In the early Seventies, Porsche were in a rich vein of competition success so it’s not surprising that the 2.4-litre 911 variants of that time are considered a reflection of that engineering prowess and only surpassed by the legendary 911 2.7 RS of 1973. Lessons learned at the circuit resulted in a number of revised settings for the new 911s mainly affecting braking and handling and amongst those were modified suspension pick-up points and the adoption of Koni dampers. Power from the 2.4-litre, fuel-injected unit had now reached 190bhp, giving a wonderful free-revving engine resulting in 0-60mph in 6.5 seconds and a top speed of 144mph. The much more user-friendly Type 915 five-speed gearbox completed the package.In 1972 Porsche made the decision to move the position of the oil tank from behind the right rear wheel to in front of it, changing weight distribution by offsetting some of the weight of the engine, positioned like any 911 over the rear axle, and in doing so generating improvements to handling when close to the limit.
Porsche installed the oil filler flap on the right rear quarter panel but, as is common knowledge, this was frequently mistaken for the fuel filler, particularly in the US, so it was subsequently changed back for the 1973 model year.Porsche produced just 1,430 of these 1972 911s known as the “side oil fill” or “oelkappe” with this very fine example leaving the factory on the 15th February 1972. Destined for Italy, this 2.4S specified in Viper Green with a black interior stayed there until 1997, returning to Germany for a spell until it was imported and subsequently registered in the UK on the 1st September 2002. The car was entered into the Independent Porsche Enthusiasts Club Concours event at Walton Hall in 2003, winning the Autobahn Best Display Porsche award and subsequently featuring on the club magazine’s front cover.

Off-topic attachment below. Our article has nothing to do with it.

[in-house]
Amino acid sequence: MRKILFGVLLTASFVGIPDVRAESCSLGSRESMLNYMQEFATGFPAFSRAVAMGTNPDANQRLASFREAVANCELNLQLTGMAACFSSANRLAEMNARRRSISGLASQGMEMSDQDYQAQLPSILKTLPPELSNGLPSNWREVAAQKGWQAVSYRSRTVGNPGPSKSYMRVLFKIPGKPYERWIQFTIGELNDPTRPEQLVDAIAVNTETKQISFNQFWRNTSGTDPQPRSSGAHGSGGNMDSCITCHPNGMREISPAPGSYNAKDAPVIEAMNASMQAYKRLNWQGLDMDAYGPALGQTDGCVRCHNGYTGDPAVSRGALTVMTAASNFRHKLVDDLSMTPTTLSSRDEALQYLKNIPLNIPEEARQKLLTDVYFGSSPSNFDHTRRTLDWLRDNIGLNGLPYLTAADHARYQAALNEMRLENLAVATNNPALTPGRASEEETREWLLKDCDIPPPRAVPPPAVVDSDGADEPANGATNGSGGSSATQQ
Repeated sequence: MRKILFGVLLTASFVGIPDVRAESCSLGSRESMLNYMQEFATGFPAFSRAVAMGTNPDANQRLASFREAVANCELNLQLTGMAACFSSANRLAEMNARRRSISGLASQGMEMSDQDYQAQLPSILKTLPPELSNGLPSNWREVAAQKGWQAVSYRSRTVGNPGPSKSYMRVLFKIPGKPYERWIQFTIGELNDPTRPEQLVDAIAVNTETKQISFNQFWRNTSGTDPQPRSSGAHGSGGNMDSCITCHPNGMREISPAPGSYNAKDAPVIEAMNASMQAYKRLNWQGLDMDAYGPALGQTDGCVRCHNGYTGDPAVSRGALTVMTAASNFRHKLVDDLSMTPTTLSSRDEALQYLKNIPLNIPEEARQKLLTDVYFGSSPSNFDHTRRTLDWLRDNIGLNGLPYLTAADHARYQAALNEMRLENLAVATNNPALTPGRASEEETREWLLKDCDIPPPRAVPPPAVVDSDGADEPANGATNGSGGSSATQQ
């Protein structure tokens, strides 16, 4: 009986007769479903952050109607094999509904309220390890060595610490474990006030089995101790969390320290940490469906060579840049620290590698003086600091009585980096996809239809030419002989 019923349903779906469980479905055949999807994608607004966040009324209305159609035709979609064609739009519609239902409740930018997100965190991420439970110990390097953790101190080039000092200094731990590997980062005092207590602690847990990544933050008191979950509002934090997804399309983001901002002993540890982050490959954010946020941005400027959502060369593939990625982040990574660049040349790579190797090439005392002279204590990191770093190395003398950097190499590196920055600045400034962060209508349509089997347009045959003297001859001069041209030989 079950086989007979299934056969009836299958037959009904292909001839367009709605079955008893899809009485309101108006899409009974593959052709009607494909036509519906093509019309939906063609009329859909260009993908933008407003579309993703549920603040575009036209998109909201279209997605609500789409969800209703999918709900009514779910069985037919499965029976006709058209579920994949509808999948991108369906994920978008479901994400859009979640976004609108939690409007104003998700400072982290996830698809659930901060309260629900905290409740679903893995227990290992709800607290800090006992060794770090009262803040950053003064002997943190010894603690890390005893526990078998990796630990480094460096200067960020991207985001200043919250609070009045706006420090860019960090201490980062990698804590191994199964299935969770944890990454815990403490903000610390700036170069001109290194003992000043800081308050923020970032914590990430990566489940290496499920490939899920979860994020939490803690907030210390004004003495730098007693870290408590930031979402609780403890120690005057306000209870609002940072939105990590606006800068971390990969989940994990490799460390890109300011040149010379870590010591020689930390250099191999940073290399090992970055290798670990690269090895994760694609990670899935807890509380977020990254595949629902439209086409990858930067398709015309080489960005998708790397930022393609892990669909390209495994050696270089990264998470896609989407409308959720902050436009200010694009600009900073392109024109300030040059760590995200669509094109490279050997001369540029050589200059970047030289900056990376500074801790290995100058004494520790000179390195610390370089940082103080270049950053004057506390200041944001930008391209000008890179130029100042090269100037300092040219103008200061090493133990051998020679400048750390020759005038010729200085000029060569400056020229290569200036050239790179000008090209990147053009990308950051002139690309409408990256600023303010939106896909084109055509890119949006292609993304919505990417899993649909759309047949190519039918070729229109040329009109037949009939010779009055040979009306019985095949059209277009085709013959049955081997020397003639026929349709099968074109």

The car was treated to a full cosmetic and mechanical restoration from 2012 with a bare metal respray in the original colour of Viper Green by Queensway Coachworks of Forfar, and a photographic record contained in a CD-ROM is included in the extensive history file. The interior was refurbished, the black leatherette seats and dashboard present beautifully today, as do the dials, switchgear, carpeting and perforated headlining. The original engine and gearbox were rebuilt by renowned Porsche specialists, Gantspeed Engineering Ltd. of Lincolnshire, at a cost of some £25,000 less than 2,000 kilometres ago.
Offered to auction by a long-standing Silverstone Auctions customer, the car has been stabled alongside one of the finest collections of rare Jaguars and modern Porsches since 2016. General servicing and maintenance have been carried out regardless of use and the car was last serviced by Anthony Seddon Racing of Cheshire in 2019 at 59,559 kilometres. Hardly driven since, the odometer now shows an equivalent of some 36,700 miles at the time of cataloguing. The MOT Certificate is valid until the 7th July 2021 and is accompanied by previous MOTs, past tax discs, owner’s manual, various magazines featuring the car and its tool kit.
We love an outlandishly painted Porsche at Silverstone Auctions and a “side oil fill” 2.4S with matching numbers, extensive bills, near twenty-years of UK residency that presents this well is always a pleasure to offer to a discerning enthusiast.